Low output voltage on DRV8838

I have a DRV8838 in usage that is supposed to trigger a solenoid. The logic circuit is powered with 3.3V and controlled by an ESP32 which all works fine (i can see voltage raise and fall for PHASE and ENABLE pin as the ESP32 triggers HIGH and LOW)
The motor circuit is powered with 9V (originating from an S10V3F9) and i can measure that voltage alright at the VM pin. But Vout1 and Vout2 only give me stable 3.05V (i can see that also they drop to 0V if the ESP32 triggers the ENABLE PIN)

If i replace the DRV8838 with a second one i have it gives me 0V for Vout1 and Vout2.

What could the source for that problem (not getting expected 9V)? (i did not really pay attention in school when it came to theory of electricity so i am wandering in the dark here)


Can you post some pictures of your setup as well as information about your solenoid and power supply? Also, can you measure the output of your power supply and regulator to confirm that they are working and that the voltage is not dropping when the solenoid is activated? If it does drop, that could indicate your circuit isn’t able to supply enough current for the solenoid.

- Patrick

This is the schematic from which i built. Though i replaced the ESP-07 with an ESP32 and did not wire in the debug part to the left of the ESP-07

Gardena1251-Controller-H-Bridge-Schematic.pdf (103.8 KB)

Power source is a Li-Io 18650 3.7V (measuring 4.1V since its still charged). The LDO gives me constant 3.3V (logic voltage) and the voltage regulator Popolu S10V3F8

measures constant 9V at Vout (supposed for motor/solenoid voltage)

and Vout1/2 only give me around 3V

The solenoid is latching.

Please note, our company name is “Pololu”, not “Popolu”.

My main concern right now is that your soldering does not look great, and there are two pins on your driver that are not soldered at all which can cause intermittent connections and potentially damaging voltage spikes. You might check out the Adafruit Guide to Excellent Soldering, which is a useful soldering reference.

In the schematic, the driver is powered through the VM pin, but then in your pictures, nothing is connected to that pin. You do have a jumper wire connected to the VIN pin, and it would be fine to power your DRV8838 from either VIN or VM, but your VIN pin is not soldered. Given that error, it might also be wise to go back and double check that all of your connections match your schematic.

- Patrick

Sorry, for the getting the company name wrong.
Usually i have the VM pin connected like in the schematics but when i took the picture i had it connected to VIN just to try if something was off with the VM pin. But its the same behavior.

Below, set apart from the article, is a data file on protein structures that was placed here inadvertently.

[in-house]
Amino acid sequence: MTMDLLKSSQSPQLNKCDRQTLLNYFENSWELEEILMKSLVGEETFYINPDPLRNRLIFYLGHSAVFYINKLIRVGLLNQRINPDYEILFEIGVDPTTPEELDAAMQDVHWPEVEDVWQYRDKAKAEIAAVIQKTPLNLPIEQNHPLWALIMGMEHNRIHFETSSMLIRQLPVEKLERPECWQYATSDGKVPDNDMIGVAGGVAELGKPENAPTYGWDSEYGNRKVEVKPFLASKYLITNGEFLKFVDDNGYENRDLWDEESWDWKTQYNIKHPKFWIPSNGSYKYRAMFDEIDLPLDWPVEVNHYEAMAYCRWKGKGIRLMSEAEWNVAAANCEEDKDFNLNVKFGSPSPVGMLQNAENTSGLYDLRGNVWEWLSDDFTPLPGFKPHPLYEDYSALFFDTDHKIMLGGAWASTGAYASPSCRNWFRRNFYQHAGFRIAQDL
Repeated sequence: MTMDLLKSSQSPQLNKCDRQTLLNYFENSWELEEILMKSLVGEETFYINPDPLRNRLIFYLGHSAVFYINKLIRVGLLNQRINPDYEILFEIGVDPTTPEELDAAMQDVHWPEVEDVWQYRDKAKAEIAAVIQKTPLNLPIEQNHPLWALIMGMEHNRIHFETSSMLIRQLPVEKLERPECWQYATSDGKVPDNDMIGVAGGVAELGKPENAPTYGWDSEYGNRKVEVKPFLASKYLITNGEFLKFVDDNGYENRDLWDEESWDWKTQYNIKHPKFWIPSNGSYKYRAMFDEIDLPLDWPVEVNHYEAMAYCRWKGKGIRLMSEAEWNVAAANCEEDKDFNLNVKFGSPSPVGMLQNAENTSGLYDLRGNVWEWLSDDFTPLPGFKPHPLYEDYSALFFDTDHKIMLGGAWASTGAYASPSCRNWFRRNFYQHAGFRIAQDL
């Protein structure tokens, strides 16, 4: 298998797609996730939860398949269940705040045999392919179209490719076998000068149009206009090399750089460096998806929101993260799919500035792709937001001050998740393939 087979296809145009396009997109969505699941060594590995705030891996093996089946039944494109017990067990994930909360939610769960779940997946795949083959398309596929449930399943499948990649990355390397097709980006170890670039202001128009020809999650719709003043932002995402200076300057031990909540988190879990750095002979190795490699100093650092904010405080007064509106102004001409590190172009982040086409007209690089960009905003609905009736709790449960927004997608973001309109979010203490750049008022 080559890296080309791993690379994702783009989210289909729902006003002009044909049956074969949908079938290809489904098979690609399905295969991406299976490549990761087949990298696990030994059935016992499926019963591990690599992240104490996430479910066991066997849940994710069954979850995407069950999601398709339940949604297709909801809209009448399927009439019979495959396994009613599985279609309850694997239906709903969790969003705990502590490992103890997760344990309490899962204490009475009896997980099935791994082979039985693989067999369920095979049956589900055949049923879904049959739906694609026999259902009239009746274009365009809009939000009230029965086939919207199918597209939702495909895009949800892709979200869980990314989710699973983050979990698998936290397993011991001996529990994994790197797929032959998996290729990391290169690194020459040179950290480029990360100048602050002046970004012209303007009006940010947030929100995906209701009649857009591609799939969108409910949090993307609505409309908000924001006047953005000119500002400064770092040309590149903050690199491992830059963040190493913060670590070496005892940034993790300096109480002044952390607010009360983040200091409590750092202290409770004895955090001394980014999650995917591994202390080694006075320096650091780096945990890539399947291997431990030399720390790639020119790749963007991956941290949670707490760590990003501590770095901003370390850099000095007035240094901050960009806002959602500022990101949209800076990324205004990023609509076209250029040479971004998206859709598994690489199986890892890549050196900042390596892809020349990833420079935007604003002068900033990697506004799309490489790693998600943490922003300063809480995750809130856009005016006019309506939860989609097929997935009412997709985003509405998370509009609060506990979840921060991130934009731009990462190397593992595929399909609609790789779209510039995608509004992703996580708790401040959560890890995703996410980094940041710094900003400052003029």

Thanks for your thorough investigation with the schematics. I’ll redo my soldering with the guide you provided me and hope that this is just due to bad soldering by a newby :slight_smile:

i resoldered and the measurements at Vout1 and Vout2 are the same. BUT i noticed that the voltage coming form the voltage regulator Popolu S10V3F8 only is 9V if i dont switch PHASE/ENABLE pins. As soon as i want to “drive” the motor the output voltage drops to 3V (thus explaining the low voltage i measure at Vout1/2)

It that (S10V3F8) supposed to behave that way or may this be the actual issue?

Please note, as I stated before, our company name is Pololu, not “Popolu”. Also, it looks like you are misidentifying your regulator; if it is outputting 9V you should have the S10V3F9. (We do not have a S10V3F8).

It seems like your circuit is not able to supply enough current for your solenoid. Can you measure the voltage at the battery output to see if it also drops when you try to drive the motor? That should help you tell whether the limiting factor is the battery or the regulator. Could you also post specifications or a datasheet for your solenoid?

- Patrick

sorry for the typos. It is the pololu S10V3F9. The voltage at the battery is stable. It only drops after the regulator. I replaced the regulator with the same type and it now drops to 5-6V “driving” the motor.

The solenoid vendor (Gardena) issued the following specifications (and as far as the discussion boards tell this has been proven to work)

Open: 9V DC, +300 mA, 250 ms
Close: 9V DC, -50 mA, 62,50 ms

I am not sure what discussion boards you are talking about; could you post a link to them? It seems fairly certain that the S10V3F9 is underpowered for your solenoid. Based on the maximum output current vs input voltage graph at the bottom of the S10V3F9’s product page, it looks like the maximum current you should expect from it using your battery is maybe 250mA, which is lower than what your solenoid is rated to draw when it opens.

With that in mind, you might consider replacing your regulator with a U3V12F9 step-up regulator which should be able to handle more power in your application (though your margins might still be pretty close) and has a similar size. (It is actually a little smaller.) Alternatively, if you want to be sure you have a powerful enough regulator and size is not a major constraint, you might also consider our U3V70F9 step-up regulator.

- Patrick

The circuit i build is from here https://github.com/jnsbyr/esp8266-gardena1251 where there are two versions (capacitator and h-bridge). I chose the h-bridge design.
The author has implemented both designs and was able to control the solenoid as far a the Readme tells me.

But i’ll go with the U3V70F9 just to be sure. Hope that will help

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